| SCOPE chairman Sarthak Behuria (right) in Calcutta on Saturday. Picture by Kishor Roy Chowdhury
Calcutta, Nov. 19: The Standing Conference of Public Enterprises (SCOPE) has proposed to the Board for Reconstruction of Public Sector Enterprises (BRPSE) to increase the superannuation age of the chairmen and directors of 88 sick public sector units from 58 to 65 years and give them a pay package which is on a par with that of profit-making PSUs.
There are 230 central public sector undertakings in the country. Of them, 140 are profit-making and 88 suffer losses. The remaining two are neither profit-making nor are they in the red. In Bengal, there are 15 such sick PSUs. The total loss of sick PSUs is Rs 8,000 crore.
SCOPE feels that running a sick unit is far more difficult than a healthy one. Hence, provision for installing a competent management team, including CMDs and directors, with a long tenure, should be made. Pay scales of employees should be the same as that of profitable PSUs.
“In fact, a special pay package should be designed for competent persons who are willing to take up the challenge of reviving sick units,” SCOPE chairman Sarthak Behuria said.
The board and management should be sufficiently empowered to implement the revival plan and carry changes midway, if required. The SCOPE proposal also recommended 15 per cent of purchase preference for sick units.
BRPSE has already sent recommendations about certain companies to the administrative ministries. An estimated Rs 5,000-crore package has already been formulated by the BRPSE and is awaiting the Union cabinet’s approval.
Despite the large number of sick units, the return on investments of PSUs has increased to 21.4 per cent and they have been able to contribute 30 per cent of the government’s revenue receipts in 2004-05.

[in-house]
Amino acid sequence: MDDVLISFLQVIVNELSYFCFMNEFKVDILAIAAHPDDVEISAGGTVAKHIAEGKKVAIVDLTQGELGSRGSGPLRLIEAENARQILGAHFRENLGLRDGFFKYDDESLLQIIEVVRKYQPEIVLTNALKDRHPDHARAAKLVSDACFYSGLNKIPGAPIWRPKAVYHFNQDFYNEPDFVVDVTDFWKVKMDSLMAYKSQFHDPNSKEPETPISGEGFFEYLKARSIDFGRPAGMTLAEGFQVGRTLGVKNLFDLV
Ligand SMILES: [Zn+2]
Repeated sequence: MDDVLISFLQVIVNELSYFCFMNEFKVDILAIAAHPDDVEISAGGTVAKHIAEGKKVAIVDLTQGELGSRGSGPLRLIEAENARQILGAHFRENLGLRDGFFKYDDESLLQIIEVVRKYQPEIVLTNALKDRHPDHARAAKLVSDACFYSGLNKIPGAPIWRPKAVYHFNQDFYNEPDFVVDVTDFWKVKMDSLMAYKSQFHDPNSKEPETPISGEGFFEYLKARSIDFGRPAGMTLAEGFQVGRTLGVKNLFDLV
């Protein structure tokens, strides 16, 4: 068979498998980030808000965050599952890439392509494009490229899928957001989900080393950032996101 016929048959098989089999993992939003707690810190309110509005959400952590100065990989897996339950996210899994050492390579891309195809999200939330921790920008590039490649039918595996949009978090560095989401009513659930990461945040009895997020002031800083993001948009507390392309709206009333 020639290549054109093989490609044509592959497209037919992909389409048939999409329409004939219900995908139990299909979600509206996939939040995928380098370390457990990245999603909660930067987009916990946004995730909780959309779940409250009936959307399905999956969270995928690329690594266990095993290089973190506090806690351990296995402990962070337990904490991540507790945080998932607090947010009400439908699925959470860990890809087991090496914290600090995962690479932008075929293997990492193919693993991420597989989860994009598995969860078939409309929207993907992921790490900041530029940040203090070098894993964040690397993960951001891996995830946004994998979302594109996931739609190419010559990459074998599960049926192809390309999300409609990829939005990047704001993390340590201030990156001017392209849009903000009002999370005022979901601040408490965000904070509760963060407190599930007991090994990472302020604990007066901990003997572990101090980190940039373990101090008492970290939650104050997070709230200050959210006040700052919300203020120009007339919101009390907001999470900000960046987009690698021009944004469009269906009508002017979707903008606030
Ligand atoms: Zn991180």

On the revival of sick PSUs, S.M. Dewan, director general of SCOPE, said the business models of the companies should be re-examined and a new objective formulated. The revival plan should carry a long-term perspective for technology needs and sufficient funds should be provided at low interest rates at the right time.
SCOPE also prefers that the government should opt for the maiden offer route for divesting in CPSUs. This makes the board more accountable and transparent in its dealings. It feels that the proceeds of selloff should be used to turn around sick PSUs rather than filling the budgetary gap.
The apex agency for PSUs is also vocal about the appointment of independent directors on the board of companies. Behuria raised questions about the independence of the independent directors.
He said the Securities and Exchange Board of India has suggested that 50 per cent of the directors should be independent. “But we feel that 33 per cent of the board should be independent directors.”
SCOPE has also taken an initiative to help the government and other business houses appoint independent directors. It has prepared a list of 20 former chief executives of PSEs who have the relevant experience to become independent directors.